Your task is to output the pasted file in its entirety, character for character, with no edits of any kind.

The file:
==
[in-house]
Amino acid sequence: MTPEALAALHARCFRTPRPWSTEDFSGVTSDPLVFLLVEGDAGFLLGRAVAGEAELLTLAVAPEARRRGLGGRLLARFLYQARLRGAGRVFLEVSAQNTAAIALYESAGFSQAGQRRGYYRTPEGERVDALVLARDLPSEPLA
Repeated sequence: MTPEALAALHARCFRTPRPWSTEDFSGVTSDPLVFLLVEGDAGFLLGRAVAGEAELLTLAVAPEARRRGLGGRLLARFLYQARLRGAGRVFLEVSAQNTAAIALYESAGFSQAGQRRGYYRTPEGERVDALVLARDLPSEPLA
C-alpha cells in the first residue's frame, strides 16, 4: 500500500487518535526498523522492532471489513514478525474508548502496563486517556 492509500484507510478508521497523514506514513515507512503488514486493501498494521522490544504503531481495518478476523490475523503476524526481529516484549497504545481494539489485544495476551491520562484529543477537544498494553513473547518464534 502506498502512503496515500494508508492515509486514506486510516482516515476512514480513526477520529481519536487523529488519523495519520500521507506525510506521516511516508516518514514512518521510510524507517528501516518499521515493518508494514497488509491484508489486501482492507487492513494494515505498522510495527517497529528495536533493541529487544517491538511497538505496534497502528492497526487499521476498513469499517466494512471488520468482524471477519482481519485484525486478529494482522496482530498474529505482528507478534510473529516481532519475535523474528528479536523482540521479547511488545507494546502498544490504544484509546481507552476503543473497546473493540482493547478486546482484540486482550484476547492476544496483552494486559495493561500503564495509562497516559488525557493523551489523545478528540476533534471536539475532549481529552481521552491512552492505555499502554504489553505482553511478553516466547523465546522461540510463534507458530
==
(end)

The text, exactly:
[in-house]
Amino acid sequence: MTPEALAALHARCFRTPRPWSTEDFSGVTSDPLVFLLVEGDAGFLLGRAVAGEAELLTLAVAPEARRRGLGGRLLARFLYQARLRGAGRVFLEVSAQNTAAIALYESAGFSQAGQRRGYYRTPEGERVDALVLARDLPSEPLA
Repeated sequence: MTPEALAALHARCFRTPRPWSTEDFSGVTSDPLVFLLVEGDAGFLLGRAVAGEAELLTLAVAPEARRRGLGGRLLARFLYQARLRGAGRVFLEVSAQNTAAIALYESAGFSQAGQRRGYYRTPEGERVDALVLARDLPSEPLA
C-alpha cells in the first residue's frame, strides 16, 4: 500500500487518535526498523522492532471489513514478525474508548502496563486517556 492509500484507510478508521497523514506514513515507512503488514486493501498494521522490544504503531481495518478476523490475523503476524526481529516484549497504545481494539489485544495476551491520562484529543477537544498494553513473547518464534 502506498502512503496515500494508508492515509486514506486510516482516515476512514480513526477520529481519536487523529488519523495519520500521507506525510506521516511516508516518514514512518521510510524507517528501516518499521515493518508494514497488509491484508489486501482492507487492513494494515505498522510495527517497529528495536533493541529487544517491538511497538505496534497502528492497526487499521476498513469499517466494512471488520468482524471477519482481519485484525486478529494482522496482530498474529505482528507478534510473529516481532519475535523474528528479536523482540521479547511488545507494546502498544490504544484509546481507552476503543473497546473493540482493547478486546482484540486482550484476547492476544496483552494486559495493561500503564495509562497516559488525557493523551489523545478528540476533534471536539475532549481529552481521552491512552492505555499502554504489553505482553511478553516466547523465546522461540510463534507458530